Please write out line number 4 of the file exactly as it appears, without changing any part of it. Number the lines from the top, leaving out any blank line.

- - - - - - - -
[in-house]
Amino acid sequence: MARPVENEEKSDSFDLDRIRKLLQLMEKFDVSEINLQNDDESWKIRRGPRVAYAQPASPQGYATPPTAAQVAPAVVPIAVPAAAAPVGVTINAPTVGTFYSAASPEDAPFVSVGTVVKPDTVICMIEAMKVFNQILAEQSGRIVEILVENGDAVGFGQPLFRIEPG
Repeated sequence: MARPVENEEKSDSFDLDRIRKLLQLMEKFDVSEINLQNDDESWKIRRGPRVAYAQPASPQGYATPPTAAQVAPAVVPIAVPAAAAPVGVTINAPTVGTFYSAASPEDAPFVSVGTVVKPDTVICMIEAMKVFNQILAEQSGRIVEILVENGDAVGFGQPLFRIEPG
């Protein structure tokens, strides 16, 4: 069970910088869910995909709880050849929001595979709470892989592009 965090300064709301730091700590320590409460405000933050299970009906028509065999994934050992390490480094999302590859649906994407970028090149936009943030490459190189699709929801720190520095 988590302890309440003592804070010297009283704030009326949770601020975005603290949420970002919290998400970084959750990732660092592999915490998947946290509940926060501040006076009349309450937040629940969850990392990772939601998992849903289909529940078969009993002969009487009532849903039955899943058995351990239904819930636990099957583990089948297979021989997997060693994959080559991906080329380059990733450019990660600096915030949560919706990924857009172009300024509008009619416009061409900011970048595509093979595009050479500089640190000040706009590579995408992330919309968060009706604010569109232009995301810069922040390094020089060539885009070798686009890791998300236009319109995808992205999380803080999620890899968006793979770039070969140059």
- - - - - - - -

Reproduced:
């Protein structure tokens, strides 16, 4: 069970910088869910995909709880050849929001595979709470892989592009 965090300064709301730091700590320590409460405000933050299970009906028509065999994934050992390490480094999302590859649906994407970028090149936009943030490459190189699709929801720190520095 988590302890309440003592804070010297009283704030009326949770601020975005603290949420970002919290998400970084959750990732660092592999915490998947946290509940926060501040006076009349309450937040629940969850990392990772939601998992849903289909529940078969009993002969009487009532849903039955899943058995351990239904819930636990099957583990089948297979021989997997060693994959080559991906080329380059990733450019990660600096915030949560919706990924857009172009300024509008009619416009061409900011970048595509093979595009050479500089640190000040706009590579995408992330919309968060009706604010569109232009995301810069922040390094020089060539885009070798686009890791998300236009319109995808992205999380803080999620890899968006793979770039070969140059």